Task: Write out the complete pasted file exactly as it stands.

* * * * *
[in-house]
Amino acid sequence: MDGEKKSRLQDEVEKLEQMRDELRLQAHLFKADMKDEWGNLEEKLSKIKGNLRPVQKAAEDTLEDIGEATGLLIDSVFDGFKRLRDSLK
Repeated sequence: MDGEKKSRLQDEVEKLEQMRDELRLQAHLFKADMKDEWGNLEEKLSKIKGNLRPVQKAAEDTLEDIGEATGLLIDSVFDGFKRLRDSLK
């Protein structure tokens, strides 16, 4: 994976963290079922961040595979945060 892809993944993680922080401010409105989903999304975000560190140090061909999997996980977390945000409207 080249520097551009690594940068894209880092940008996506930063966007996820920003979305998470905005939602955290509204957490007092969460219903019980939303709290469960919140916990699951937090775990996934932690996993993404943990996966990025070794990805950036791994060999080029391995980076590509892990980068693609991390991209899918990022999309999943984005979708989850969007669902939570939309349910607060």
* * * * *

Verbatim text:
[in-house]
Amino acid sequence: MDGEKKSRLQDEVEKLEQMRDELRLQAHLFKADMKDEWGNLEEKLSKIKGNLRPVQKAAEDTLEDIGEATGLLIDSVFDGFKRLRDSLK
Repeated sequence: MDGEKKSRLQDEVEKLEQMRDELRLQAHLFKADMKDEWGNLEEKLSKIKGNLRPVQKAAEDTLEDIGEATGLLIDSVFDGFKRLRDSLK
């Protein structure tokens, strides 16, 4: 994976963290079922961040595979945060 892809993944993680922080401010409105989903999304975000560190140090061909999997996980977390945000409207 080249520097551009690594940068894209880092940008996506930063966007996820920003979305998470905005939602955290509204957490007092969460219903019980939303709290469960919140916990699951937090775990996934932690996993993404943990996966990025070794990805950036791994060999080029391995980076590509892990980068693609991390991209899918990022999309999943984005979708989850969007669902939570939309349910607060």